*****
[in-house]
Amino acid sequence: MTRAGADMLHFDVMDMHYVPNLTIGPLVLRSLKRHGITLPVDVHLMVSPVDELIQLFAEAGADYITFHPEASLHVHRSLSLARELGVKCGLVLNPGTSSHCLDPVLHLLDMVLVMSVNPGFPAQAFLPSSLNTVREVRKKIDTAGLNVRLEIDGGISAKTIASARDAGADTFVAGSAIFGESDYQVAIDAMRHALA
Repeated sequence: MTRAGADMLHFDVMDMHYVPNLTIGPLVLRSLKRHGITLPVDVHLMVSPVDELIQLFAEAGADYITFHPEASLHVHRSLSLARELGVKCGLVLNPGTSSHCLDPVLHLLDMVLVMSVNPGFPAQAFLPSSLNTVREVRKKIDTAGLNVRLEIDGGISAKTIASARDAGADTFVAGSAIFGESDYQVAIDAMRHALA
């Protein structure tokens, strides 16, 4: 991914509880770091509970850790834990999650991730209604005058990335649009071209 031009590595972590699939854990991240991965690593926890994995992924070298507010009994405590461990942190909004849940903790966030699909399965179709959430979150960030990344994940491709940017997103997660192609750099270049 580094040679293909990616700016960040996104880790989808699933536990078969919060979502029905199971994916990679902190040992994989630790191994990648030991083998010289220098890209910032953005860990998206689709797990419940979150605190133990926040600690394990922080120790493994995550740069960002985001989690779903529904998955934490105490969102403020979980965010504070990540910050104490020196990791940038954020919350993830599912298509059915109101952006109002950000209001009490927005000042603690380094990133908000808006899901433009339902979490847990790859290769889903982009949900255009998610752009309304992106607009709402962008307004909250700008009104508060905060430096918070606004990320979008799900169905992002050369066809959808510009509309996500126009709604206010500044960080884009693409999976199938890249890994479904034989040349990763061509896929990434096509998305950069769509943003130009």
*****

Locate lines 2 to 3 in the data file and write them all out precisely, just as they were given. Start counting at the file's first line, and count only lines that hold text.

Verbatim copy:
Amino acid sequence: MTRAGADMLHFDVMDMHYVPNLTIGPLVLRSLKRHGITLPVDVHLMVSPVDELIQLFAEAGADYITFHPEASLHVHRSLSLARELGVKCGLVLNPGTSSHCLDPVLHLLDMVLVMSVNPGFPAQAFLPSSLNTVREVRKKIDTAGLNVRLEIDGGISAKTIASARDAGADTFVAGSAIFGESDYQVAIDAMRHALA
Repeated sequence: MTRAGADMLHFDVMDMHYVPNLTIGPLVLRSLKRHGITLPVDVHLMVSPVDELIQLFAEAGADYITFHPEASLHVHRSLSLARELGVKCGLVLNPGTSSHCLDPVLHLLDMVLVMSVNPGFPAQAFLPSSLNTVREVRKKIDTAGLNVRLEIDGGISAKTIASARDAGADTFVAGSAIFGESDYQVAIDAMRHALA